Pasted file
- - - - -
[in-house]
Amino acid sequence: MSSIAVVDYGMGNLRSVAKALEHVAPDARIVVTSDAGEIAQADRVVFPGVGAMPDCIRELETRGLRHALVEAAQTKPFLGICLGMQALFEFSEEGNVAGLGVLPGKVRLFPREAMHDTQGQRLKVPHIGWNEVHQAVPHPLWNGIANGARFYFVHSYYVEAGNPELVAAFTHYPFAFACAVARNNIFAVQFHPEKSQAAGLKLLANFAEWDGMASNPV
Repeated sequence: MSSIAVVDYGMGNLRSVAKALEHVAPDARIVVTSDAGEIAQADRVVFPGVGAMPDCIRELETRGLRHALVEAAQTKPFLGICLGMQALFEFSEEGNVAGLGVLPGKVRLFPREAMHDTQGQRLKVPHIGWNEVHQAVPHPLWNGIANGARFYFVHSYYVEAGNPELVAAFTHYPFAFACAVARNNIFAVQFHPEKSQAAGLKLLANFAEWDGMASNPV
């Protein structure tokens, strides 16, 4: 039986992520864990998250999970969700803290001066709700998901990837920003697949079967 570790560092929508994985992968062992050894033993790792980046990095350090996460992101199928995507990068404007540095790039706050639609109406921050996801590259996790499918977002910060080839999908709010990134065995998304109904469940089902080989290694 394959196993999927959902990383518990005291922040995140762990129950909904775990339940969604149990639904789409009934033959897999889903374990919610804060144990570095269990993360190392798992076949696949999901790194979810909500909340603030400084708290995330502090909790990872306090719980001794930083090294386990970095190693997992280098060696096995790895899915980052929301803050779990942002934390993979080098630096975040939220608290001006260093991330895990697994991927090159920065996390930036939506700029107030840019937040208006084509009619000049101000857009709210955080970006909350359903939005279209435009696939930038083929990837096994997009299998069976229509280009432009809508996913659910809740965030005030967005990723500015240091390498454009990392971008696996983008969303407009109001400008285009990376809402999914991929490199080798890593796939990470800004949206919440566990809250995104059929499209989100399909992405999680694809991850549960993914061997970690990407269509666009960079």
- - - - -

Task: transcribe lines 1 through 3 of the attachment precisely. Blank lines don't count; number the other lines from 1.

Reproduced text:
[in-house]
Amino acid sequence: MSSIAVVDYGMGNLRSVAKALEHVAPDARIVVTSDAGEIAQADRVVFPGVGAMPDCIRELETRGLRHALVEAAQTKPFLGICLGMQALFEFSEEGNVAGLGVLPGKVRLFPREAMHDTQGQRLKVPHIGWNEVHQAVPHPLWNGIANGARFYFVHSYYVEAGNPELVAAFTHYPFAFACAVARNNIFAVQFHPEKSQAAGLKLLANFAEWDGMASNPV
Repeated sequence: MSSIAVVDYGMGNLRSVAKALEHVAPDARIVVTSDAGEIAQADRVVFPGVGAMPDCIRELETRGLRHALVEAAQTKPFLGICLGMQALFEFSEEGNVAGLGVLPGKVRLFPREAMHDTQGQRLKVPHIGWNEVHQAVPHPLWNGIANGARFYFVHSYYVEAGNPELVAAFTHYPFAFACAVARNNIFAVQFHPEKSQAAGLKLLANFAEWDGMASNPV